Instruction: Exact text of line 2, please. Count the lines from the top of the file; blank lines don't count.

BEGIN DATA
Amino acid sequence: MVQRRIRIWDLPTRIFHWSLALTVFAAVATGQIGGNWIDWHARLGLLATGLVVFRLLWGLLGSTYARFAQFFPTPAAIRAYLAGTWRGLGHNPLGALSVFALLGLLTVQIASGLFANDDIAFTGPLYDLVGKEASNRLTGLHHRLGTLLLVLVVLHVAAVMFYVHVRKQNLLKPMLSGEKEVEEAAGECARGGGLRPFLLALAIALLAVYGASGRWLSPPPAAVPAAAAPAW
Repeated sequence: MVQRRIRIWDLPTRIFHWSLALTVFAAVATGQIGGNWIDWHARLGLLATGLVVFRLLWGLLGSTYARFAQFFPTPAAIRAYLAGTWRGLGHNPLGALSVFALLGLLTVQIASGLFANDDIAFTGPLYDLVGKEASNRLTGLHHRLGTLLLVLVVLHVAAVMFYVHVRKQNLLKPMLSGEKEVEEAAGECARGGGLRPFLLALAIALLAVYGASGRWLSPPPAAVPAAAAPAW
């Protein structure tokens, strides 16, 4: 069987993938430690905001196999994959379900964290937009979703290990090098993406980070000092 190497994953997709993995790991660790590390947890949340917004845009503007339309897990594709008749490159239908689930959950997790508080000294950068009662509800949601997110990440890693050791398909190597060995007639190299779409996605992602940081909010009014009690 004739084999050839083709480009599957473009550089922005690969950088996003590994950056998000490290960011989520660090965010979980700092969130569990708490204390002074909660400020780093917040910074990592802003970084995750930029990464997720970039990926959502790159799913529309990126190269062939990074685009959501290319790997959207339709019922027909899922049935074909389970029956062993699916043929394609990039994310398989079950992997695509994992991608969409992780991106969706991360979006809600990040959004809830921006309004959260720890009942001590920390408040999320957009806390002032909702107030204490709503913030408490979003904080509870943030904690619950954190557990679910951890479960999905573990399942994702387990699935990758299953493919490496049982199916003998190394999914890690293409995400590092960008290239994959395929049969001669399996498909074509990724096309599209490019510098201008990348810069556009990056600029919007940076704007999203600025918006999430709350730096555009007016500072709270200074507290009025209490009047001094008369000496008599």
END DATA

Repeated sequence: MVQRRIRIWDLPTRIFHWSLALTVFAAVATGQIGGNWIDWHARLGLLATGLVVFRLLWGLLGSTYARFAQFFPTPAAIRAYLAGTWRGLGHNPLGALSVFALLGLLTVQIASGLFANDDIAFTGPLYDLVGKEASNRLTGLHHRLGTLLLVLVVLHVAAVMFYVHVRKQNLLKPMLSGEKEVEEAAGECARGGGLRPFLLALAIALLAVYGASGRWLSPPPAAVPAAAAPAW